In Rodinsky’s Room Rachel Lichtenstein tries to reconstruct the life of the lonely inhabitant of the mysterious room above the old synagogue in Princelet Street. The author’s efforts are aimed at depicting a vivid image of the man: discovering what kind of person he was, how he died, how he lived, where he came from, in order to save David from becoming a stereotyped urban legend and return him his dignity.

Lichtenstein digs the layers of the Jewish East End life as a historical detective. She looks for witnesses, patiently interviews them and collects many different images, many possible “Davids”. She also employs the methods of historical research, scrutinizing archives to gather all the written evidence she needed.

One of the most remarkable features of this inquiry is respect: the interviewees are never pushed to give information, Rodinsky’s belongings are treated with thorough attention and the Princelet Street synagogue is closely guarded against the vicious attacks of modernity.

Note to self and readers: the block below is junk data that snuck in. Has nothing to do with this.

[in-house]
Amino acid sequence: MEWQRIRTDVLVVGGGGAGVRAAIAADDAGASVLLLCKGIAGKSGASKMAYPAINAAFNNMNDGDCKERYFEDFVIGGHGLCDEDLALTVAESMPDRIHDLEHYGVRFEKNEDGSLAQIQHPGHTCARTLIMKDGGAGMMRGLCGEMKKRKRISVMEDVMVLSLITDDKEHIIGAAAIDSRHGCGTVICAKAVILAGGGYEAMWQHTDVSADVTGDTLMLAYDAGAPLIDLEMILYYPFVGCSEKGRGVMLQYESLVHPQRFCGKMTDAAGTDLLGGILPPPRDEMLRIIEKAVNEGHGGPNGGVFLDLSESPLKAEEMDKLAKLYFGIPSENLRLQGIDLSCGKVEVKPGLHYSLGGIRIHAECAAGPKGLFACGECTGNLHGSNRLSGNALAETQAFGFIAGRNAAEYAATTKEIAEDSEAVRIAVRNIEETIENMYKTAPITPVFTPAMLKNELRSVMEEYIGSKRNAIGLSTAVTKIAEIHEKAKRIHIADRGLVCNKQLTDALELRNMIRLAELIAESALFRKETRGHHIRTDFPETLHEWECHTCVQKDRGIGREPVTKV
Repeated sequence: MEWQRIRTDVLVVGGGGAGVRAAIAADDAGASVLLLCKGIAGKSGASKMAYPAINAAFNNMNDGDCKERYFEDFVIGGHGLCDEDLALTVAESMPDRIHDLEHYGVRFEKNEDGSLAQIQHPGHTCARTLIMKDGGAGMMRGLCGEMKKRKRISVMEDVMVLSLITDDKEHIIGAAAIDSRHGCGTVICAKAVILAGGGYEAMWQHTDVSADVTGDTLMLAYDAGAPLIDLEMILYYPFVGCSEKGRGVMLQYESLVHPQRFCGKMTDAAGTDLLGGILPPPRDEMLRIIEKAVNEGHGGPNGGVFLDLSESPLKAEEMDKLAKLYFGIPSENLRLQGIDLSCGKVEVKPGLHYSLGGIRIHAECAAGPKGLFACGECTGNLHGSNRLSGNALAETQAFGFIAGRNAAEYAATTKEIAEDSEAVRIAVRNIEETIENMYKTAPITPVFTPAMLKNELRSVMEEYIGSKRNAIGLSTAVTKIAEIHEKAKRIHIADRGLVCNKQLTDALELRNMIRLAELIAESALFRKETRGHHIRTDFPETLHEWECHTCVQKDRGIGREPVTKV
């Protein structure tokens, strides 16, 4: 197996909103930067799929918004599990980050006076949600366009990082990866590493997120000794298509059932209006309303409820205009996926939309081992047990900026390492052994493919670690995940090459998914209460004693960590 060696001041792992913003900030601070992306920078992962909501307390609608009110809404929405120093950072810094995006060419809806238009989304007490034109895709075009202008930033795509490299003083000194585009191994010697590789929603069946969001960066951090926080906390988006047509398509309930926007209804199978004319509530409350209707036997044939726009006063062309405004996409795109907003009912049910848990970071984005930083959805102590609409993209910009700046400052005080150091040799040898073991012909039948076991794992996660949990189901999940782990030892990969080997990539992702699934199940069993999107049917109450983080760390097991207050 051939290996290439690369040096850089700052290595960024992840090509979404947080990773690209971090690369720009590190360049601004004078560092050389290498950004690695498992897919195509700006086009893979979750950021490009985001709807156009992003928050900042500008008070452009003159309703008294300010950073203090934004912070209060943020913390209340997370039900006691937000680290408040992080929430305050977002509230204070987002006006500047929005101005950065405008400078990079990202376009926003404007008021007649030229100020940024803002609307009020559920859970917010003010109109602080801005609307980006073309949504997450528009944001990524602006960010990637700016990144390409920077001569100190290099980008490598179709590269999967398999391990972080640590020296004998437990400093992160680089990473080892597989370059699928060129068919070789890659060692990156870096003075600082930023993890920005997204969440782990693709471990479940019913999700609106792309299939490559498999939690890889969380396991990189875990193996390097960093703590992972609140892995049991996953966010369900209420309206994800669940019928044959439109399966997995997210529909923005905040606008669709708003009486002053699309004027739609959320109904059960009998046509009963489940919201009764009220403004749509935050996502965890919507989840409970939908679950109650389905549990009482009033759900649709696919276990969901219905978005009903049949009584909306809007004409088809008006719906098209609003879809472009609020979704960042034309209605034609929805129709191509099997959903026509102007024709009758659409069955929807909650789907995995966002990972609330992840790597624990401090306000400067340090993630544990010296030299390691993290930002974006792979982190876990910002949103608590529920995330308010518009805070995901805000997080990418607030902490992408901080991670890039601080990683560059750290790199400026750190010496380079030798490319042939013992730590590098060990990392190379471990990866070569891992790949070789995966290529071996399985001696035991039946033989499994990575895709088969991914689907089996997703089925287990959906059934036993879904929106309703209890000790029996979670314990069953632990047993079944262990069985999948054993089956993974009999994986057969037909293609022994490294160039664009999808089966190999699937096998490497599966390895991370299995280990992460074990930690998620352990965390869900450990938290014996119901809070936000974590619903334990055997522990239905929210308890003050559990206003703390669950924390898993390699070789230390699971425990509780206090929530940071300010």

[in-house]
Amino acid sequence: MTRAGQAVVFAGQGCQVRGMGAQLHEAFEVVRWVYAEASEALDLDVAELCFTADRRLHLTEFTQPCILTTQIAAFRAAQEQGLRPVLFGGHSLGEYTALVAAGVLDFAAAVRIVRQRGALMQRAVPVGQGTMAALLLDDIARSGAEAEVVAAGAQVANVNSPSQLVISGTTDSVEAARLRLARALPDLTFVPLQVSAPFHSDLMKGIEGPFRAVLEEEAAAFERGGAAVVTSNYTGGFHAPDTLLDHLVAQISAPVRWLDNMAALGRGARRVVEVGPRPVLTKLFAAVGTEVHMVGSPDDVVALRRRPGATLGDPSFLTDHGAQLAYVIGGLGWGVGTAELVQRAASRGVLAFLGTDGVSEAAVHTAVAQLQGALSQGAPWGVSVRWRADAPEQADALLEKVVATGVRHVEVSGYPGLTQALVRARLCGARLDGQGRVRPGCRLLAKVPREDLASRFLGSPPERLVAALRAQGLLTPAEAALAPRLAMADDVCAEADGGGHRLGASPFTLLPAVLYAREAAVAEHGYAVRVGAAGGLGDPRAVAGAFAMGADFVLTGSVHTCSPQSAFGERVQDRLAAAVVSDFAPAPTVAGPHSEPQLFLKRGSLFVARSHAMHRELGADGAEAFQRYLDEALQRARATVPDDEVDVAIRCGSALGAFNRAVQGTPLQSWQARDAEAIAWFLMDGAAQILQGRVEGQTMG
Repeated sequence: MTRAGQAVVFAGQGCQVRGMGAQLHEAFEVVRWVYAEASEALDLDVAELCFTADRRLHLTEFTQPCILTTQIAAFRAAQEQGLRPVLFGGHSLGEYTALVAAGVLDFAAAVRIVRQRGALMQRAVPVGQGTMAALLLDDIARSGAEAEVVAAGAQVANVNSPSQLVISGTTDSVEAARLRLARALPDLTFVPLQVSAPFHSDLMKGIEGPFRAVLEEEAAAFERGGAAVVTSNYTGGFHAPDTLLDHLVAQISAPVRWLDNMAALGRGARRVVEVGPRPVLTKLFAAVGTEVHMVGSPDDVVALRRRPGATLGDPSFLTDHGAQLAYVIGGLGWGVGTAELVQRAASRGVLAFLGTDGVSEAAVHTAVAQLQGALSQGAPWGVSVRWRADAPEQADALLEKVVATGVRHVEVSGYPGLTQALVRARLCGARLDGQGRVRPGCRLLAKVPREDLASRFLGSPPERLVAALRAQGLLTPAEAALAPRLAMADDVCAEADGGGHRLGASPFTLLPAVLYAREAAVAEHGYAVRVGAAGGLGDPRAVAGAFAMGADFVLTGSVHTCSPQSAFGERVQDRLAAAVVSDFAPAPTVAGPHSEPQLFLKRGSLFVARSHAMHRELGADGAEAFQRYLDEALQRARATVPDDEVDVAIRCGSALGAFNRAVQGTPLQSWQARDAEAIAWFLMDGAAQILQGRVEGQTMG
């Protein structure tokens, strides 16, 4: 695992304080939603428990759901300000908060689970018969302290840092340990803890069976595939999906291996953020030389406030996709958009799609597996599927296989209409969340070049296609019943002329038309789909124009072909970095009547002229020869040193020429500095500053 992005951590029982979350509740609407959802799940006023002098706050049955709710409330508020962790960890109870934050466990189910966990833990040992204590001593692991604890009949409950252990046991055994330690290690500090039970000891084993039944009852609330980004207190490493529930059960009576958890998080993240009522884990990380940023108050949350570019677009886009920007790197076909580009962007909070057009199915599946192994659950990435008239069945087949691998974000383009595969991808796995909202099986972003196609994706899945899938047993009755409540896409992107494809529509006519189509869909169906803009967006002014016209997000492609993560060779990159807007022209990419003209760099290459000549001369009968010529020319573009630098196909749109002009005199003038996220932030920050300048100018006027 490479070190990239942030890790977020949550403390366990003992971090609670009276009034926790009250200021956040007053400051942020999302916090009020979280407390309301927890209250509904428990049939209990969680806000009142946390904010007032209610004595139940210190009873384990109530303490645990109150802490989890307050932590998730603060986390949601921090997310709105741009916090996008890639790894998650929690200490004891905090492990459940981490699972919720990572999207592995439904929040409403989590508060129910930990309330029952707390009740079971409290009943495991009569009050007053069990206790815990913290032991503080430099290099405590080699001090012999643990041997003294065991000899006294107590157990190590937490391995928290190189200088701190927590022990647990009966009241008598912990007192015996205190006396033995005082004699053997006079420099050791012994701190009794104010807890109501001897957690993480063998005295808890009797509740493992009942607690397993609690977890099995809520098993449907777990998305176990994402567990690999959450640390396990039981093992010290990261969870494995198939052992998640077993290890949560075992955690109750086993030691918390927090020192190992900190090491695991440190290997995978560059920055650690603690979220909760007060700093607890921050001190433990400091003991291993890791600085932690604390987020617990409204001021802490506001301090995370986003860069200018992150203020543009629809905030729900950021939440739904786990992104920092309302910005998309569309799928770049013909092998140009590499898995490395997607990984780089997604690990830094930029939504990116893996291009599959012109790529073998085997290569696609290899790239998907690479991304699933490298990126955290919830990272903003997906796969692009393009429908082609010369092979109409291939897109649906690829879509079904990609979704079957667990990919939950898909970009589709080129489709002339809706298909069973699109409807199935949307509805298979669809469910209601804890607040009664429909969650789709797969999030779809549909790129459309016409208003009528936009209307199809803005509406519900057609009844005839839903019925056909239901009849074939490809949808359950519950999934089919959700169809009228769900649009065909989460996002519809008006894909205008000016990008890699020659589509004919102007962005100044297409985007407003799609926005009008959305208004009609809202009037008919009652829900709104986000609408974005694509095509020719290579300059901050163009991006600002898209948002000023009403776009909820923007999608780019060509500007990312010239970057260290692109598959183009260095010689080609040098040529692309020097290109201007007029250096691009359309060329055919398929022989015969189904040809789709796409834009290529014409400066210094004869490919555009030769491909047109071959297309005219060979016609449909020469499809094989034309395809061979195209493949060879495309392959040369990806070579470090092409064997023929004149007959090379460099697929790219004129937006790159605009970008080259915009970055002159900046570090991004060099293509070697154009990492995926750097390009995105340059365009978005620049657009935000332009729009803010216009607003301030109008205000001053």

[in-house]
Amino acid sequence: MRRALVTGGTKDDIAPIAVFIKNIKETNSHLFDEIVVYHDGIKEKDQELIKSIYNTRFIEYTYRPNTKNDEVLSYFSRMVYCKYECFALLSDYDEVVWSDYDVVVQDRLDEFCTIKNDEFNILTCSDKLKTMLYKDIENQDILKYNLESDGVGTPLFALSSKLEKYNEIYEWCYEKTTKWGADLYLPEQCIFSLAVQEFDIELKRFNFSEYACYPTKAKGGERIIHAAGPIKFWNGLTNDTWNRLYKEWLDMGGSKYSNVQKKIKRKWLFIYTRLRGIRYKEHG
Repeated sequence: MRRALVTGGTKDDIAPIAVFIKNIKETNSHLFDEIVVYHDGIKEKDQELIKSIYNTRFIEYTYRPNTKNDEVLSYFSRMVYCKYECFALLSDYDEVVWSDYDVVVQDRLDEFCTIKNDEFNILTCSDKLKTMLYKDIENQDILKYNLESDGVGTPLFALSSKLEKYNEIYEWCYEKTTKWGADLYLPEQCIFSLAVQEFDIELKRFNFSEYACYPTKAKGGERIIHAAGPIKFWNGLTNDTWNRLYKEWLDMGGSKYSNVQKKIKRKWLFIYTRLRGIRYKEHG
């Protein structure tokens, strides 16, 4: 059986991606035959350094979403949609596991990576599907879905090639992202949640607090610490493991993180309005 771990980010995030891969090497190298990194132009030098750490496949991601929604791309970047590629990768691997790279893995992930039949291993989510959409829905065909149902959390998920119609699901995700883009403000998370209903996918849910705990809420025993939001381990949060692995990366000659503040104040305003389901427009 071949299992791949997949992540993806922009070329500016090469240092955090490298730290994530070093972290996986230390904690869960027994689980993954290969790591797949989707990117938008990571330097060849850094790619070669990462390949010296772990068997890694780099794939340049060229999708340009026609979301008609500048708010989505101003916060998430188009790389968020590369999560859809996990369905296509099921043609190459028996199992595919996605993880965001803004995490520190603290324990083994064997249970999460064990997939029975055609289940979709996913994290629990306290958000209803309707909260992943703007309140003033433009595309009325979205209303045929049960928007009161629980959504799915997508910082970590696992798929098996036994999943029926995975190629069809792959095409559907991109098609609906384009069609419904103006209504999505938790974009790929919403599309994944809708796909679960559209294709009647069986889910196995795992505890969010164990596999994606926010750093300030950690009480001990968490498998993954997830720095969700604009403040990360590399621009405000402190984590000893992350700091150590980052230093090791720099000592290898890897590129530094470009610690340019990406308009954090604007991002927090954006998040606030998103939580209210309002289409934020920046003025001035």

Another key element of Lichtenstein’s work is travel. Travelling across England to discover the Longrove mental hospital, where Rodinsky died, but above all travelling across the heart of Eastern Europe and Israel. The quest for Rodinsky’s roots that becomes a quest of purpose. Travel confers meaning to the displaced identity of a Yiddish Hasidic Jew in London, and mostly travel to understand the horror that cannot be understood, the Holocaust, and honouring primo Levi’s memento “Remember that this has happened”.

Rodinsky’s Room is more than the reconstruction of a fragmented identity is the story of the author’s journey to reconnect with her heritage and preserve the memory of her people. It is a spiritual journey, the tale of a woman rediscovering her faith and finding a new spiritual life. This quest for meaning gives the book the freedom to transcend its cultural boundaries and become universal. Though not everyone is Jewish, everyone has to deal with his cultural in order to build an individual identity and find an answer to life’s questions.

 

Advertisements